CA Peers Into Security Crystal Ball

To wit, myriad security vendors have aired their projections for the coming year, with the consensus being that security concerns will continue to intensify, especially around profit-motivated attacks, such as phishing and spyware; that policy enforcement will be as important as technology to solve those problems; and that the security sector will continue to see more consolidation.

CA highlighted the latter point as one of its top 10 security predictions for 2006.

“Threat vendors will be acquired or ally with larger vendors, while other vendors will seek deeper integration and interoperability, and to bolster strong authentication,” the company recently stated. Along those lines, CA also predicts the integration of hardware-based security solutions with enterprise software will possibly trigger more acquisitions.

Among CA&'s other predictions for the coming year:

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• Governments will play a broader role in defining security policy, exemplified by the U.S. Congress&' expecting to enact national-security breach legislation in 2006.

• Stronger authentication will require more balance between overall risk and inconvenience for organizations.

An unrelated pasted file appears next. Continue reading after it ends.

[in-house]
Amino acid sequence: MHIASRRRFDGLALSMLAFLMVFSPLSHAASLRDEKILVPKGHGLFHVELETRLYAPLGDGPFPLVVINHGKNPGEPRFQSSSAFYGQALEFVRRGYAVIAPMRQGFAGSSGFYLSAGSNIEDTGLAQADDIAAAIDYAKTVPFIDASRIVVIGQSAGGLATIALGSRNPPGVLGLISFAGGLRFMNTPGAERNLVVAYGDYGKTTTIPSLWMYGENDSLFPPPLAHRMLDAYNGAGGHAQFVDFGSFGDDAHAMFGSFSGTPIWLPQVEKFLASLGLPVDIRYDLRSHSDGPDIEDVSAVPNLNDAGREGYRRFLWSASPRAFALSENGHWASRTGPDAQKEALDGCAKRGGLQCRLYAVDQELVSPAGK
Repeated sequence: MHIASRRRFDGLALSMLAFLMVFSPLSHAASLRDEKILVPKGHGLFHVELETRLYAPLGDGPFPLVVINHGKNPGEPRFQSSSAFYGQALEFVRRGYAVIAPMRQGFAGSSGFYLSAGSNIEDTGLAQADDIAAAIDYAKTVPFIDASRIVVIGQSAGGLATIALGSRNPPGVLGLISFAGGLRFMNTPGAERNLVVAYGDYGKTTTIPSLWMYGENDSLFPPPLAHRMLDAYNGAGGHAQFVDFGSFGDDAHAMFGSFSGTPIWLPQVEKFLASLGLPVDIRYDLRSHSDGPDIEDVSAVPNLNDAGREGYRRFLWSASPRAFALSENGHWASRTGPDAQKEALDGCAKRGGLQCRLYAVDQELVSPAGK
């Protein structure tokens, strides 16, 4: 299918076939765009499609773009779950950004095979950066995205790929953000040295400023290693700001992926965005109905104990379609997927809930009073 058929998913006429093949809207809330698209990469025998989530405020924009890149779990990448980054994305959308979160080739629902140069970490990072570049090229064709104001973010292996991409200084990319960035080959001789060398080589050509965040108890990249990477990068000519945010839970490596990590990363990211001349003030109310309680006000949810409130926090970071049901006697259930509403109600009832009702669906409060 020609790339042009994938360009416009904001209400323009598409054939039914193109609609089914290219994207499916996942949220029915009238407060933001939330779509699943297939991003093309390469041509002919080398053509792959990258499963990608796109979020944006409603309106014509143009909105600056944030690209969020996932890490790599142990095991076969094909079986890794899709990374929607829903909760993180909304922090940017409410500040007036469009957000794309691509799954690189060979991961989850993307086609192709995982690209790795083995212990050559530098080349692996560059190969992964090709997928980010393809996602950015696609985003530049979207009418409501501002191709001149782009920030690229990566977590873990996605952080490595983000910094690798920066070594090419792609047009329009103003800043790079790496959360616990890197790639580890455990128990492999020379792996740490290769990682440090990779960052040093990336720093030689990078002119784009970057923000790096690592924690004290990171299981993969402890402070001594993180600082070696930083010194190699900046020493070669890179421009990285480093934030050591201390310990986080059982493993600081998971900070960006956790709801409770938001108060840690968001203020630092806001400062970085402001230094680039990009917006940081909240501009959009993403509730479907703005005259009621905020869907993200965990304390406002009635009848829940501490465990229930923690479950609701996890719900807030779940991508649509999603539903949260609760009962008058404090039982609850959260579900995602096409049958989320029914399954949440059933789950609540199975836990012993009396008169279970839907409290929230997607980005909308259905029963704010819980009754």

• Security defenses converge as security elements, such as threat and identity management, begin to “talk to one another.”

• Worms will continue, but will be eclipsed by rootkits and politically based “hacktivism.”

• Spyware businesses will seek legitimacy as they become more nimble, harder to pinpoint and more aggressive.

• Wireless and WiMax growth will increase the volume of threats to metropolitan-area networks, while posing new challenges for authenticating users.

• Spam levels will hold constant, but will be harder to defeat as spam engineering becomes more sophisticated.

Solution providers say the migration to hosted services and the expansion of centrally managed content systems are making it tougher to eliminate spam. “Spammers are beginning to give up on exploiting cable modems and are looking to infiltrate small Web hosts,” says Cameron Spitzer, proprietor of Truffula Networks, a security solution provider in San Jose, Calif. “And customers who want to use elaborate content-management systems are making it easier for spammers to find their way in.”